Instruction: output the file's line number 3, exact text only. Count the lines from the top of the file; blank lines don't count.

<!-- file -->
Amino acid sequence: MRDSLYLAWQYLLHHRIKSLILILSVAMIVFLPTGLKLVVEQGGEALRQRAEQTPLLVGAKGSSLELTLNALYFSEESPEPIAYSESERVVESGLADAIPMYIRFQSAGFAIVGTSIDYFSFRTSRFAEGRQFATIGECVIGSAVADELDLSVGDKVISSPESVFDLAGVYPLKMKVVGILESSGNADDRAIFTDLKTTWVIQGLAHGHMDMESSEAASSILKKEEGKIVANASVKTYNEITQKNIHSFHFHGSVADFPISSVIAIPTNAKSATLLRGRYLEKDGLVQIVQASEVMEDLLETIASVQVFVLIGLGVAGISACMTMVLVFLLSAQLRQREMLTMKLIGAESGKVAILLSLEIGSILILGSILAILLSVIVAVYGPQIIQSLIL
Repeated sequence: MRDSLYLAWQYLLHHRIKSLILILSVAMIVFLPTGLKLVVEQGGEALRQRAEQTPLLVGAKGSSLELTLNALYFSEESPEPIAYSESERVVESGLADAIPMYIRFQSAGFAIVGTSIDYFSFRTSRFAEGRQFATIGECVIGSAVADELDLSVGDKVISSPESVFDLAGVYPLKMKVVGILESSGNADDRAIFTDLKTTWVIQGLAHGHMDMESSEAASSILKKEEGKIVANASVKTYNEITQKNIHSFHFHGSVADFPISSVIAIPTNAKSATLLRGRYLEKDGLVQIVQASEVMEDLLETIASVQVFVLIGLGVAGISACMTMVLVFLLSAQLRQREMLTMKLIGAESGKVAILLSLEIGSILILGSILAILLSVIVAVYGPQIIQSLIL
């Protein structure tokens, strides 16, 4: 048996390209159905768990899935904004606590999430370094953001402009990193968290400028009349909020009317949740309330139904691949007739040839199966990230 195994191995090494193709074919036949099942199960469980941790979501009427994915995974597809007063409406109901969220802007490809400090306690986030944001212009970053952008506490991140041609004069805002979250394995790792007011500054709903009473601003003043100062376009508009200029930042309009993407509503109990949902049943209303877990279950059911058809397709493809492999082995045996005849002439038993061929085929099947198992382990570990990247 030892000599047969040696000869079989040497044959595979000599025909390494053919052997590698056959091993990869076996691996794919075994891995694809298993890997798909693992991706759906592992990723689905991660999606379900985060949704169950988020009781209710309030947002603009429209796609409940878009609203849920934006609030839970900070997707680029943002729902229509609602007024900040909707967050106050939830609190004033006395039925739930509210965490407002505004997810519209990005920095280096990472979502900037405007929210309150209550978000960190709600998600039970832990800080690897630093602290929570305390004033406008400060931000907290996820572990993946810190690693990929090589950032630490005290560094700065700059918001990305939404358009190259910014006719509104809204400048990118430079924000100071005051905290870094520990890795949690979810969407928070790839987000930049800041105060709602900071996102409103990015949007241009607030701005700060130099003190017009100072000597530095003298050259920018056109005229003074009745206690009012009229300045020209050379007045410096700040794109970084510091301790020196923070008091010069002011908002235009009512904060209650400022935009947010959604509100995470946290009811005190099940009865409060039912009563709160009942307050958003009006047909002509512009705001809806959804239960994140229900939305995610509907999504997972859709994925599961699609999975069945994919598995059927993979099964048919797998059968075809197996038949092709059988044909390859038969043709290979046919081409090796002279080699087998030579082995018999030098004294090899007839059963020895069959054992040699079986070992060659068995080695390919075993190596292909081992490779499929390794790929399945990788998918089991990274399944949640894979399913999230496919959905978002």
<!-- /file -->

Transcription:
């Protein structure tokens, strides 16, 4: 048996390209159905768990899935904004606590999430370094953001402009990193968290400028009349909020009317949740309330139904691949007739040839199966990230 195994191995090494193709074919036949099942199960469980941790979501009427994915995974597809007063409406109901969220802007490809400090306690986030944001212009970053952008506490991140041609004069805002979250394995790792007011500054709903009473601003003043100062376009508009200029930042309009993407509503109990949902049943209303877990279950059911058809397709493809492999082995045996005849002439038993061929085929099947198992382990570990990247 030892000599047969040696000869079989040497044959595979000599025909390494053919052997590698056959091993990869076996691996794919075994891995694809298993890997798909693992991706759906592992990723689905991660999606379900985060949704169950988020009781209710309030947002603009429209796609409940878009609203849920934006609030839970900070997707680029943002729902229509609602007024900040909707967050106050939830609190004033006395039925739930509210965490407002505004997810519209990005920095280096990472979502900037405007929210309150209550978000960190709600998600039970832990800080690897630093602290929570305390004033406008400060931000907290996820572990993946810190690693990929090589950032630490005290560094700065700059918001990305939404358009190259910014006719509104809204400048990118430079924000100071005051905290870094520990890795949690979810969407928070790839987000930049800041105060709602900071996102409103990015949007241009607030701005700060130099003190017009100072000597530095003298050259920018056109005229003074009745206690009012009229300045020209050379007045410096700040794109970084510091301790020196923070008091010069002011908002235009009512904060209650400022935009947010959604509100995470946290009811005190099940009865409060039912009563709160009942307050958003009006047909002509512009705001809806959804239960994140229900939305995610509907999504997972859709994925599961699609999975069945994919598995059927993979099964048919797998059968075809197996038949092709059988044909390859038969043709290979046919081409090796002279080699087998030579082995018999030098004294090899007839059963020895069959054992040699079986070992060659068995080695390919075993190596292909081992490779499929390794790929399945990788998918089991990274399944949640894979399913999230496919959905978002």